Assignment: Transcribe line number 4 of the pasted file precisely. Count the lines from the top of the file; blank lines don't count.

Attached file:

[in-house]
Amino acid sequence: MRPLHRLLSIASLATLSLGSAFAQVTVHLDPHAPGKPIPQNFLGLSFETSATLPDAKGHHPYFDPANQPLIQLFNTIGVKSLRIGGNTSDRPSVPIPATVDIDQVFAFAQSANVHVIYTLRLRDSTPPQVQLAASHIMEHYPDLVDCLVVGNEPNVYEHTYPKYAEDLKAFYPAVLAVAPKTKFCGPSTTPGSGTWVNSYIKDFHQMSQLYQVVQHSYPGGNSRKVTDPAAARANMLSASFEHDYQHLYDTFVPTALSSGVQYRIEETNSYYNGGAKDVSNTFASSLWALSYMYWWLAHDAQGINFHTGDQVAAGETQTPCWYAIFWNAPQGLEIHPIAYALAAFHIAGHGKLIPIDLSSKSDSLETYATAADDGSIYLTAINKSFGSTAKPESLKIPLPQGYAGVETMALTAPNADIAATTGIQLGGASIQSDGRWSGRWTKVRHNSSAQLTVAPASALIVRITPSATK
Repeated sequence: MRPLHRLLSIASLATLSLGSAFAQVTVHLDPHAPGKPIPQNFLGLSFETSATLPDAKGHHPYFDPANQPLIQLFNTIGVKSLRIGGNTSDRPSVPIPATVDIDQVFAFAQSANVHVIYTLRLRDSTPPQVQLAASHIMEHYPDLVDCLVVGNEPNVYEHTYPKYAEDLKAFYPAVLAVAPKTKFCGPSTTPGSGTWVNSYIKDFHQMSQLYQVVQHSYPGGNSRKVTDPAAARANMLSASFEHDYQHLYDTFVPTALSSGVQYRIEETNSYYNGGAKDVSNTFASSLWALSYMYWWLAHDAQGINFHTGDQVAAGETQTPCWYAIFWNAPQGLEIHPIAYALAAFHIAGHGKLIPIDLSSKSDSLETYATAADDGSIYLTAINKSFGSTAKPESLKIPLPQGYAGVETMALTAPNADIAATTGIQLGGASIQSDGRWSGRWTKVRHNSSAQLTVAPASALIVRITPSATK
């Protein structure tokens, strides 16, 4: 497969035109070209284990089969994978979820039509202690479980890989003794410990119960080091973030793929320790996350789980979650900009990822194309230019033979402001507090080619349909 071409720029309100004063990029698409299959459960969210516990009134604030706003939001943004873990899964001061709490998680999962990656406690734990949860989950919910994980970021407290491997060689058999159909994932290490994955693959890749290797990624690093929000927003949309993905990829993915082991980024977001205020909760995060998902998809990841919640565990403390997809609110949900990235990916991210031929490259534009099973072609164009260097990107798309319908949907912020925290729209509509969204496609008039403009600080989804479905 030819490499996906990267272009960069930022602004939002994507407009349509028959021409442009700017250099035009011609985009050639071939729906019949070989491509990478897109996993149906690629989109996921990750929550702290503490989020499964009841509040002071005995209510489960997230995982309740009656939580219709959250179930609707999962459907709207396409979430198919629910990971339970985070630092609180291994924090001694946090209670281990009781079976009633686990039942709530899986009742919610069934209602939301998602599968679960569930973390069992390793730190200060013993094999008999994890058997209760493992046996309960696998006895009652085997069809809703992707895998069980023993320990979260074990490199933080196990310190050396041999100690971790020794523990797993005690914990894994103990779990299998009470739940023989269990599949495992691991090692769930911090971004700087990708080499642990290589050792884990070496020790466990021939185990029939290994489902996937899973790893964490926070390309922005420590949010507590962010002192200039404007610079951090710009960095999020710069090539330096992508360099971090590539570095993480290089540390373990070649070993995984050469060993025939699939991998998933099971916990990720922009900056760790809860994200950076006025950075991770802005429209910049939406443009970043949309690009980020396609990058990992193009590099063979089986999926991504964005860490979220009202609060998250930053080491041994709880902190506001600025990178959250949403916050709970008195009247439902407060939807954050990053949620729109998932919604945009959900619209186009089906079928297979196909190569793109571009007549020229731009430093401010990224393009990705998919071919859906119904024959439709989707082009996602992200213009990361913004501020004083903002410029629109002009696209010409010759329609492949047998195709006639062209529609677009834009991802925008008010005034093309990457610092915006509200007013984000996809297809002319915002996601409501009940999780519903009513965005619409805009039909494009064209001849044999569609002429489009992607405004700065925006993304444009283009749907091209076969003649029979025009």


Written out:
């Protein structure tokens, strides 16, 4: 497969035109070209284990089969994978979820039509202690479980890989003794410990119960080091973030793929320790996350789980979650900009990822194309230019033979402001507090080619349909 071409720029309100004063990029698409299959459960969210516990009134604030706003939001943004873990899964001061709490998680999962990656406690734990949860989950919910994980970021407290491997060689058999159909994932290490994955693959890749290797990624690093929000927003949309993905990829993915082991980024977001205020909760995060998902998809990841919640565990403390997809609110949900990235990916991210031929490259534009099973072609164009260097990107798309319908949907912020925290729209509509969204496609008039403009600080989804479905 030819490499996906990267272009960069930022602004939002994507407009349509028959021409442009700017250099035009011609985009050639071939729906019949070989491509990478897109996993149906690629989109996921990750929550702290503490989020499964009841509040002071005995209510489960997230995982309740009656939580219709959250179930609707999962459907709207396409979430198919629910990971339970985070630092609180291994924090001694946090209670281990009781079976009633686990039942709530899986009742919610069934209602939301998602599968679960569930973390069992390793730190200060013993094999008999994890058997209760493992046996309960696998006895009652085997069809809703992707895998069980023993320990979260074990490199933080196990310190050396041999100690971790020794523990797993005690914990894994103990779990299998009470739940023989269990599949495992691991090692769930911090971004700087990708080499642990290589050792884990070496020790466990021939185990029939290994489902996937899973790893964490926070390309922005420590949010507590962010002192200039404007610079951090710009960095999020710069090539330096992508360099971090590539570095993480290089540390373990070649070993995984050469060993025939699939991998998933099971916990990720922009900056760790809860994200950076006025950075991770802005429209910049939406443009970043949309690009980020396609990058990992193009590099063979089986999926991504964005860490979220009202609060998250930053080491041994709880902190506001600025990178959250949403916050709970008195009247439902407060939807954050990053949620729109998932919604945009959900619209186009089906079928297979196909190569793109571009007549020229731009430093401010990224393009990705998919071919859906119904024959439709989707082009996602992200213009990361913004501020004083903002410029629109002009696209010409010759329609492949047998195709006639062209529609677009834009991802925008008010005034093309990457610092915006509200007013984000996809297809002319915002996601409501009940999780519903009513965005619409805009039909494009064209001849044999569609002429489009992607405004700065925006993304444009283009749907091209076969003649029979025009």